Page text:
In October 2017, Ontario government passed the Fair Workplaces and Better Jobs Act, raising the general minimum wage in the province to $14 per hour on January 1st 2018, and to $15 per hour, a year later on January 1st 2019. After that, the general wage will be increased annually at the rate of inflation. Other provisions of the act include:
- mandating equal pay for workers who are doing the same job, regardless of whether they are working on a full time, part time, temporary, casual or seasonal basis
- job protection for up to 17 weeks of time off, if a worker or their child has experienced domestic or sexual violence
- requiring employers to provide at least three weeks of vacation for employees after five years with the company
- requiring employers to make employee scheduling fairer, including paying for three hours of work, if a shift is cancelled within 48 hours of its scheduled start time
The public discussion about the Fair Workplaces and Better Jobs Act has focused on the $15 minimum wage raise, invoking both a sense of optimism, as well as some concern from both employers and workers. On one hand, minimum wage earners (there are an estimated 1.5 million workers in Ontario who earn below $15 an hour) have expressed enthusiasm at the possibility of earning more per hour and coming closer to affording the cost of living in an expensive city such as Toronto. On the other hand, many fear this may result in job losses if employers are not able to afford the increase.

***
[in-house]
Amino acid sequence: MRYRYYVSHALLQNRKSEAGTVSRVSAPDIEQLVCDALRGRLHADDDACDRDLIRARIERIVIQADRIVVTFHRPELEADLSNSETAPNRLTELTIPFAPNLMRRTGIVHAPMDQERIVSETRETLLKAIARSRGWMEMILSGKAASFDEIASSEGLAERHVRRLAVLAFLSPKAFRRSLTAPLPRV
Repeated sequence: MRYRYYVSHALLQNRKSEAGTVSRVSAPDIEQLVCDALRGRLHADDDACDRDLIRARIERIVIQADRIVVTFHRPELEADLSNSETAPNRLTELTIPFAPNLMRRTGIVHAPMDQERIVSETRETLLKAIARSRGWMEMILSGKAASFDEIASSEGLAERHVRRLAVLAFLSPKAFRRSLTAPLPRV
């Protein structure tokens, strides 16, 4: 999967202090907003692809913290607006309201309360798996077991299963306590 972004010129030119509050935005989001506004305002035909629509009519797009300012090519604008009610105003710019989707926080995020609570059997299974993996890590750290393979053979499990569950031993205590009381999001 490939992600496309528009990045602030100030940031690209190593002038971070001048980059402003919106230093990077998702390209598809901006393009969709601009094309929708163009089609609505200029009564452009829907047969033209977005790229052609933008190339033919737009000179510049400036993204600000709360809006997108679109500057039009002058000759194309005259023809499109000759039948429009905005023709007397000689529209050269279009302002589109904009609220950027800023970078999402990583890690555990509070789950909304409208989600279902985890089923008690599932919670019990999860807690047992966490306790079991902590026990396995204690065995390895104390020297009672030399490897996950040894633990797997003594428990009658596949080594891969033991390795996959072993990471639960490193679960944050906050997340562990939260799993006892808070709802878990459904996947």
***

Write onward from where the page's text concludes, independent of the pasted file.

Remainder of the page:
While employers worry that they will have to lay off staff to survive, it’s hard to predict the impact of minimum wage increases. Research findings are mixed; many describe job loss, while some analysts report that even though jobs might be lost in the short term, there might be a net job gain later (12 months or so after the increase). Other reviews into this issue concluded that “The employment effect of minimum wage is one of the most studied topics in all of economics… The weight of evidence points to little or no employment response to modest increases in the minimum wage.”
The impact it will have on minimum wage earners is harder to figure out. Employees who survive the potential layoffs will most likely be better off, earning almost $600 more per month or $7,500 annually for full time employees. Considering that a full time minimum wage earner presently earns barely enough to cover the cost of the average monthly rent in Toronto (which is estimated at approximately $2,000), this could make a major difference to the quality of life for low income earners and their families.
It is possible that some employees might lose their jobs, or have their hours reduced. The provincial government is hoping that the stronger economy in Ontario will ensure that workers will be able to find other jobs, and is relying on social support networks such as social assistance, retraining support through OSAP and Second Career, and employment services such as JVS Toronto will help them transition to new, better careers.